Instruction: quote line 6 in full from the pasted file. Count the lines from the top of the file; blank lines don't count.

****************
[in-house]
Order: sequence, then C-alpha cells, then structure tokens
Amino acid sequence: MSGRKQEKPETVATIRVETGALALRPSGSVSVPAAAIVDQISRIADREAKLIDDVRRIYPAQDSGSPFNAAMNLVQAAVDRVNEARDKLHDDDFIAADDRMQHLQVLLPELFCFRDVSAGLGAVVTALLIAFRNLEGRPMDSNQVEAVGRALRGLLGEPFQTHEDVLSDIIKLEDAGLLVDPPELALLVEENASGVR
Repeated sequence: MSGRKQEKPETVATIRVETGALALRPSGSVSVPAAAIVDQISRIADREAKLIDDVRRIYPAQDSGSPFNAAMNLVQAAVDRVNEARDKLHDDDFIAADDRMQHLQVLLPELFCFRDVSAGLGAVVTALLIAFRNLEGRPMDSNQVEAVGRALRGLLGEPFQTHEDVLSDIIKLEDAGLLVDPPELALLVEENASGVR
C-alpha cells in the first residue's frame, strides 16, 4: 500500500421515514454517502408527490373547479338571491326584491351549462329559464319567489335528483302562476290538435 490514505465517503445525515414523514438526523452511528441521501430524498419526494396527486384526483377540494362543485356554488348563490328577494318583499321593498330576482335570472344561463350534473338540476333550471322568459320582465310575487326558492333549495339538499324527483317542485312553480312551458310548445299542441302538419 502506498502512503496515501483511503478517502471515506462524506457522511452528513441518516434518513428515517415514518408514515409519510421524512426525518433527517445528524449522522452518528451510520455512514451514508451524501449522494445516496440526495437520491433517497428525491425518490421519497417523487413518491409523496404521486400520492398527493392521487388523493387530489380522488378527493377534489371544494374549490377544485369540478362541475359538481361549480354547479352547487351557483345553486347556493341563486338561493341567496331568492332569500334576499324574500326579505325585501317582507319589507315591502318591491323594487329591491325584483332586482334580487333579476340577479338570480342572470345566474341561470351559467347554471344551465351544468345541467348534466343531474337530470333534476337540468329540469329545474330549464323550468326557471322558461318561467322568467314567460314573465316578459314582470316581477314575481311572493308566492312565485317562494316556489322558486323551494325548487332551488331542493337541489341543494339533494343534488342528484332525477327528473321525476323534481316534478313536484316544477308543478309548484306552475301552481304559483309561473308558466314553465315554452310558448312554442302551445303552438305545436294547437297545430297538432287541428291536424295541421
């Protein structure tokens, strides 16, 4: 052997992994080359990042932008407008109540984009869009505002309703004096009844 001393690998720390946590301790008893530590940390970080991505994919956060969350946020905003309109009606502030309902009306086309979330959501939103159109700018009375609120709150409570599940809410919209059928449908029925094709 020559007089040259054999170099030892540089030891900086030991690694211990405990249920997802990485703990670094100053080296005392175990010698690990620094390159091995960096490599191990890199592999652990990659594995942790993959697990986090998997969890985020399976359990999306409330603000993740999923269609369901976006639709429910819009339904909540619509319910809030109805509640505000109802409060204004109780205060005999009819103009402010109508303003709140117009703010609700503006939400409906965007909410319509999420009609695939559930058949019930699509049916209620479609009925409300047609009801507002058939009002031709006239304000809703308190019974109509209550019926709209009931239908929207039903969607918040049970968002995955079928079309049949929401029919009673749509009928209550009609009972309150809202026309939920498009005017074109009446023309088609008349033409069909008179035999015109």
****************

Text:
């Protein structure tokens, strides 16, 4: 052997992994080359990042932008407008109540984009869009505002309703004096009844 001393690998720390946590301790008893530590940390970080991505994919956060969350946020905003309109009606502030309902009306086309979330959501939103159109700018009375609120709150409570599940809410919209059928449908029925094709 020559007089040259054999170099030892540089030891900086030991690694211990405990249920997802990485703990670094100053080296005392175990010698690990620094390159091995960096490599191990890199592999652990990659594995942790993959697990986090998997969890985020399976359990999306409330603000993740999923269609369901976006639709429910819009339904909540619509319910809030109805509640505000109802409060204004109780205060005999009819103009402010109508303003709140117009703010609700503006939400409906965007909410319509999420009609695939559930058949019930699509049916209620479609009925409300047609009801507002058939009002031709006239304000809703308190019974109509209550019926709209009931239908929207039903969607918040049970968002995955079928079309049949929401029919009673749509009928209550009609009972309150809202026309939920498009005017074109009446023309088609008349033409069909008179035999015109």